In the last days of November, Dr Kylie Moore-Gilbert was released from Tehran’s Evin prison and flown back to a welcome in Australia. A dual Australian-UK national, she had served two years of a ten-year sentence for espionage — pronounced after a secret trial. She had been in Iran for a conference and was detained as she was about to leave. She had strongly protested her innocence.
So why, many Britons might ask, is the Australian-British academic suddenly free after two years in which the Iranian security services tried in vain to 'turn' her — while the UK-Iranian dual national, Nazanin Zaghari-Ratcliffe, remains under house arrest in Tehran, with the prospect of another trial and a return to prison. Employed by a media foundation in Oxford, Zaghari-Ratcliffe was detained during a visit to her parents four years ago, and — like Moore-Gilbert — rejects all suggestions of spying.
That 'engagement', however, was clarified by Iran’s state media, in a report on a prisoner exchange. 'An Iranian businessman and two Iranian citizens who were detained abroad on baseless charges,' it said, 'were exchanged for a dual-national spy named Kylie Moore-Gilbert...'
What we have here is classic diplomacy. Officially, Australia sacrifices nothing: the released Iranians had been held not in Australia, but in Thailand. There was no mention that they had been in prison on terrorism charges, and any third leg of the triangle — what Australia might have done for Thailand — remains under wraps. There followed some knee-jerk condemnation in Australia to the effect that 'we don’t deal with hostage-takers' and any swap 'will only encourage Iranian bad behaviour', but nothing that would reverse the result.
Unfortunately, the approach of successive UK governments to the case of Zaghari-Ratcliffe has been almost the exact opposite of Australia’s with Moore-Gilbert. While Canberra loudly protested Moore-Gilbert’s innocence, even as it explored a deal on the side, the UK has seemed at times almost ambivalent about Zaghari-Ratcliffe (remember Boris Johnson’s Commons gaffe as foreign secretary), while trumpeting its principled refusal to do deals. Jeremy Hunt, when he succeeded Johnson at the foreign office, publicly dismissed what appeared to be the fleeting chance of a prisoner exchange as a 'vile' diplomatic ploy.
And while it is true that probably no western government would actually boast of negotiating with undesirable groups or regimes, the reality is that, in the end, most do. Some just accept the inevitable sooner than others and are less squeamish about admitting it. In Europe, France and Spain are among those known to pay, on occasion, for the release of their nationals. A favoured strategy is a multi-party exchange in which — as with Moore-Gilbert — precisely who has given precisely what can be blurred.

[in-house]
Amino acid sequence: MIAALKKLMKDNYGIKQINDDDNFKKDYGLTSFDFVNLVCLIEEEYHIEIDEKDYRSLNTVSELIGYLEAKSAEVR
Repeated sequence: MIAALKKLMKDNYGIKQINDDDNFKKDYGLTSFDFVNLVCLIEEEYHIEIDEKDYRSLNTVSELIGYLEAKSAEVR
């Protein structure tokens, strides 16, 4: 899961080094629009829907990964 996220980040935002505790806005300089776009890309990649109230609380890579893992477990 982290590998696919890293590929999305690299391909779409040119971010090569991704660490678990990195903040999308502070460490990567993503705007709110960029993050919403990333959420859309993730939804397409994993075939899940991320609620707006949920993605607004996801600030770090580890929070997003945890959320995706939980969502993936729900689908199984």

But the UK, like the US, has tended to resist such deals — with two undesirable effects. One is that hostages from these two countries may be summarily killed because their captors believe a deal will not happen or will be too costly. Another is that a long refusal to engage sours the atmosphere still further and almost guarantees that the terms will be worse than they might have been earlier on. Months, if not years, will have been lost — and maybe lives as well.
Nor, for all its high-flown words, is the UK as principled as it likes to think. Back in 1970, the UK captured the Palestinian hijacker, Leila Khaled, only to release her months later in exchange for hostages in another hijack. The UK, like the US, is routinely involved in spy swaps — the Russian double-agent Sergei Skripal (of Salisbury poisoning notoriety) had been released to the UK in 2010 as part of a wider US-Russia exchange. In that same year, UK officials facilitated the release of a British couple — the Chandlers — who had been kidnapped from their yacht by Somali pirates, though the ransom was raised privately. And who would want to argue that the top-secret links between John Major’s government and the IRA were a mistake, given the Good Friday Agreement, signed in 1998, five years later?
Given this record, it seems perverse that the UK should be persisting with its hard line on the Zaghari-Ratcliffe case — especially as the outlines of a deal have seemed obvious for a while — both to her family and to the UK government. It is a deal that would entail almost no serious concession by, or loss of face to, the UK.
The UK and Iran have been in dispute for decades over an order for Chieftain tanks placed by the then-Shah, but cancelled by the British after Iran’s 1979 Islamic revolution. Iran’s claim was upheld in international arbitration 12 years ago. In what was seen as a major advance, it was recognised last year by the current UK Defence Secretary, Ben Wallace. But arguments about payment are still stuck in court.
Neither Jeremy Hunt, who retains an interest in the case, nor Wallace have made any explicit connection between the fate of Zaghari-Ratcliffe and other dual nationals detained in Iran. But that is not how these things are done. The point is that the twists and turns of Zaghari-Ratcliffe’s case tend to echo the meanderings of the UK court case, suggesting that the two are now linked. An agreement could set Zaghari-Ratcliffe and the others free, with the bonus that UK-Iranian relations could be re-set.
There are all sorts of reasons why Australia may have reached a deal to free one of its nationals when the UK has not. The fraught history of UK-Iran relations, the UK’s perceived closeness to the US, and Australia’s lesser international ambitions, among them. But another must surely be this country’s national sense of moral superiority which fuels an aversion to compromise. It might be in the UK’s own interests for that to change.